ATWN Interviews: Arlo Aldo’s Dave Manchester
Alt-folk. Alt-country. The new Americana. Some of my favorite recent music finds have been dancing around somewhere between those labels. Neko Case, The Avett Brothers, The Low Anthem, and The Lumineers to just name a few.
A new discovery is Arlo Aldo hailing out of Pittsburgh. We were lucky enough to get in touch with David Manchester to get to know a little about the band and to catch up on books and music.
Arlo Aldo’s album, Zelie, was released this past February and you can buy it (and give it a listen) right HERE.
First things first, tell our readers a little bit about Arlo Aldo. I’m certainly getting a taste of the new Americana upon listening to Zelie.
Well… we’re a down-tempo, melodious, extremely attractive, intelligent, and modest band based out of Pittsburgh, PA. We like long walks on the beach, candlelight dinners, and can easily be bribed with bottles of good whiskey.
Give me a book that lines up well with the themes/stories that you’re speaking to in Zelie.
That’s a great question. I don’t’ know if I can come up with just one book. Perhaps “Welcome to the Monkey House” by Kurt Vonnegut? Our songs cover so many different themes involving love, loss, growth, birth, hope, and a man walking across a high wire in New York City. I feel like Vonnegut’s collection of short stories does the same?
Let’s get right to the nitty-gritty, if we are snooping around your house (or tour van) and start to peek at the books you have lying around, what are we going to find?
I’ll be honest, you’d be way better off snooping in our drummer, Brandon’s, house. He’s way more literary and is a writer himself. I’m terrible at reading. It’s one of those things I wish I had more diligence for. I love Haruki Murakami and have read almost all of his books. I went through a Nick Hornby phase, Tom Robbins was a popular one on my night stand, too. My largest collection, though, would be by Joeph Loeb and Tim Sale. They collaborated on several Batman graphic novels. Yup… I’m a comic nerd.
Haruki Murakami, hands down. His depiction of depression in Norwegian Wood was one of the most accurate and beautiful things I’ve ever read. Havingstruggled with depression myself, it seemed to reflect my own experience amazingly. I’d really hope that he would bring his ability to capture emotion and a person’s internal struggle. Those are pretty universal themes throughout a lot of my songwriting.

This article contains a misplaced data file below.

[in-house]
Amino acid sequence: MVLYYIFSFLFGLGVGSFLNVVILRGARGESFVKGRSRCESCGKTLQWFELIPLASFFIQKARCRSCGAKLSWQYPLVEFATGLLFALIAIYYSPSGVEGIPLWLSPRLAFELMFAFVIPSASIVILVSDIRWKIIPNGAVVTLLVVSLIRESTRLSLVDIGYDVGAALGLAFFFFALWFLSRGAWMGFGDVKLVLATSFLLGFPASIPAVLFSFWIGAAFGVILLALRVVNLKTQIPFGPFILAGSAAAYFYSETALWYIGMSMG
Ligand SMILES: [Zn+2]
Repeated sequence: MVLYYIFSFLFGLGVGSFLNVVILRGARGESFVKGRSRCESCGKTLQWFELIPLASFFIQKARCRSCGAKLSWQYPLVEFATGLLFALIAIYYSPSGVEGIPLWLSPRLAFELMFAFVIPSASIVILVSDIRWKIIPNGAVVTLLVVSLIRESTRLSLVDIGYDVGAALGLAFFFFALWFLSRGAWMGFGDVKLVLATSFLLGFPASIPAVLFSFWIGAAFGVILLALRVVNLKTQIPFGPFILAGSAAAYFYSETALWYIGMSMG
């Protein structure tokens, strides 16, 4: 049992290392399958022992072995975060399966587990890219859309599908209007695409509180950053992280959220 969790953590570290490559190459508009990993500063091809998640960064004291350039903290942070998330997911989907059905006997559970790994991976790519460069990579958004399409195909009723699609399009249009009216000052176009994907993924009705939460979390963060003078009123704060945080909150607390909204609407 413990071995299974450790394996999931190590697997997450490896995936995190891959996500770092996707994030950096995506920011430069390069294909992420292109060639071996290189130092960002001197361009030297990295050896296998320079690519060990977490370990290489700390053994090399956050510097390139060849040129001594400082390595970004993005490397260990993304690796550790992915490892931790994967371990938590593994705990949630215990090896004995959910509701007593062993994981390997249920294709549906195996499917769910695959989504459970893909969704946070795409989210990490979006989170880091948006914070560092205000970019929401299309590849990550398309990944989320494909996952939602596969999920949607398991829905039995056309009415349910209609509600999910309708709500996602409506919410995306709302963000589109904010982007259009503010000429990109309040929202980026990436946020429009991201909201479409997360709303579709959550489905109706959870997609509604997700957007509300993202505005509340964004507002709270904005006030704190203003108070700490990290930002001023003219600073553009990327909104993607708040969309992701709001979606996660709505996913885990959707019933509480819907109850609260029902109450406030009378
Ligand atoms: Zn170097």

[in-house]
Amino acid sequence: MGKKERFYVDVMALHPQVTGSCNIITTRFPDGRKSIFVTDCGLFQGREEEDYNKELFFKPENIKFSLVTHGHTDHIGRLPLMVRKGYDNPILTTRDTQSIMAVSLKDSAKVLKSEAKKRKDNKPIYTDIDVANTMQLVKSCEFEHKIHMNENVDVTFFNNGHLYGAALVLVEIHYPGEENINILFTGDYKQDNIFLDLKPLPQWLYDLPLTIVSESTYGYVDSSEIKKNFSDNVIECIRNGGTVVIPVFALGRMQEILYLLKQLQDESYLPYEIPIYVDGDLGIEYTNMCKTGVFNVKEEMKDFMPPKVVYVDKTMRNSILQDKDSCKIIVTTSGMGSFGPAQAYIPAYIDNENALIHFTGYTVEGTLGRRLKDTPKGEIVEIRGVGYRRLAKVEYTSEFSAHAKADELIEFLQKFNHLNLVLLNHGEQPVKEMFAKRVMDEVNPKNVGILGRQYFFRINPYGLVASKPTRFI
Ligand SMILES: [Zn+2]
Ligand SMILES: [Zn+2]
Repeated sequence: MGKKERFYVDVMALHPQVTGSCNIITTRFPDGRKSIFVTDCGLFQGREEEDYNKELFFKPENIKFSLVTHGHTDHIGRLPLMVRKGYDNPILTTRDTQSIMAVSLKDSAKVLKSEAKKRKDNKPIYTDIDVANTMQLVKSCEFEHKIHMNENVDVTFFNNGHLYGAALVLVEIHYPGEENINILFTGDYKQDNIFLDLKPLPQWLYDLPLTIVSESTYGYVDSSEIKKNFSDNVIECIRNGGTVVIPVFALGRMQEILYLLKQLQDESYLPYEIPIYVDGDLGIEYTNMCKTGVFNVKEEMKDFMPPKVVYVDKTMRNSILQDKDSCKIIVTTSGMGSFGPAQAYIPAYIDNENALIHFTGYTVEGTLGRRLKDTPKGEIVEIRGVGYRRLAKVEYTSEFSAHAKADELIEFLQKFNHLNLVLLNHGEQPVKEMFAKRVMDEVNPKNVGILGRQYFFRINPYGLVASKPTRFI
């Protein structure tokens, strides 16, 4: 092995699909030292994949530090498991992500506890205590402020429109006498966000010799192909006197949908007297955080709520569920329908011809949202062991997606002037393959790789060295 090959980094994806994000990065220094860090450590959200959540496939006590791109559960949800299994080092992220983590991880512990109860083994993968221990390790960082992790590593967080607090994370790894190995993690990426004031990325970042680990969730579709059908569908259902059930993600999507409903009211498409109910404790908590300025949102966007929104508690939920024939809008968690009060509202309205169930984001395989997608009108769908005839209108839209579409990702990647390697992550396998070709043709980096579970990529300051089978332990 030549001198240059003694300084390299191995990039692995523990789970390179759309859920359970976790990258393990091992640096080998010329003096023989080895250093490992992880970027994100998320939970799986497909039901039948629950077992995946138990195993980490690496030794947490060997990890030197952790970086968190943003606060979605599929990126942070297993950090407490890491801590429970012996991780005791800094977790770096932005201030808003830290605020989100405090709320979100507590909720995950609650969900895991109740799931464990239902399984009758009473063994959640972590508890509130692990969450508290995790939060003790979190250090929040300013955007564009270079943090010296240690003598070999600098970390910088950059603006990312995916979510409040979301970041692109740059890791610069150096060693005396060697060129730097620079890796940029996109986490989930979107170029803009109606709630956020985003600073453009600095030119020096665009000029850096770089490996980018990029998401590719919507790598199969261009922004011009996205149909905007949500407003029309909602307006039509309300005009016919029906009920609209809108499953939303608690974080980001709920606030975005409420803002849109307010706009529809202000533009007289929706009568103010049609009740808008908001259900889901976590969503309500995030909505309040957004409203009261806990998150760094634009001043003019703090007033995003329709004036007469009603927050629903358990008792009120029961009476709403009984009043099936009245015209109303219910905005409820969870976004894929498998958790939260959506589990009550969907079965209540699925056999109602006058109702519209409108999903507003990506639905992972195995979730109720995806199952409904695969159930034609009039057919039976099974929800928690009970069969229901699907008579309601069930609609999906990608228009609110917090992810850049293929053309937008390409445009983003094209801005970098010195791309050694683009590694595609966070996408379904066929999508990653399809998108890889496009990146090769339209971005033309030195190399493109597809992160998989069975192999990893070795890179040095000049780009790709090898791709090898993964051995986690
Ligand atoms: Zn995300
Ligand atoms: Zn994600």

As aspiring writers, our readers are always looking for people to commiserate with through the struggles of telling stories. Can you give us some insight into your writing process and then how does that eventually translate into a finished song?
Writing lyrics has always been a source of pride for me. Probably because I can’t write anything else worth a damn. My poetry is abysmal, and I don’t think I could even comprehend what it would take to write an actual story. As for my lyrical process, though, I usually start with singing along to whatever chord pattern I’m fiddling with. I find the notes themselves help guide me as to what the theme of the song will be. Once I get an idea of my subject, I just sing. I see what comes out, what feels right, and then when something seems to click, I frantically search for any kind of scrap to write my ideas on. After I have a first draft, I give it a day or two and then look at what I’ve written. That’s when I really start to think about what I’m trying to say. What words are better suited? What sounds more intelligent, less obvious? Is there a better way to say what I’m trying to convey to the listener? That’s when things really get flushed out and perfected. Sometimes this happens quickly. Other times, the process leads me to realize that it’s just a bad song.
What are some of your struggles as a songwriter?
I’m constantly afraid I’ll run out of songs. I’ll run out of chord patterns, transition, and nothing original will come out anymore. I’m worried about my lyrics being trite and obvious. But I think those are normal concerns with anyone involved in any kind of creative endeavor.
For our readers who are working on writing books for younger readers, what is a book that really stands out for you from your childhood?
Honesty time… I was a horrendous reader growing up. I was “that guy” that was too lazy to even read the Cliff Notes and just fudged my way through tests in junior high and high school. I wish I could go back and tell my younger self to suck it up and read. He’d be better off for it.
What was the last book that you bought?
Unconditional Parenting by Alfie Kohn. I’m a stay at home dad, so my reading priorities have shifted a bit.
Who is an author that you find yourself consistently going back to?
Haruki Murakami, hands down. For some reason, his style and quirkiness just appeals to me.
What do you think that aspiring writers can learn from musicians such as yourself/yourselves? And, to piggy-back on that idea, what do you think that musicians can take from writers?
What can writers learn from me? Hmm… Do it because you love it. Don’t worry about how many people have read your piece or how many places you’ve been published. If you enjoy writing, write. Don’t’ take yourself so seriously and don’t necessarily be too focused on the end goal. I’m on my 6th album and have yet to receive my phone call from Sub Pop, but playing and writing music is too much fun, and too much of a passion for me to stop just because I haven’t hit the “big time.” As far as what I can learn from writers, that’s easy. Read more. Learn from other people’s writing and experiences. I’ve been trying to do that more with my song writing, but I believe that there is so much more out there that I can glean, and I respect writers that can really get into someone else’s head to create a story.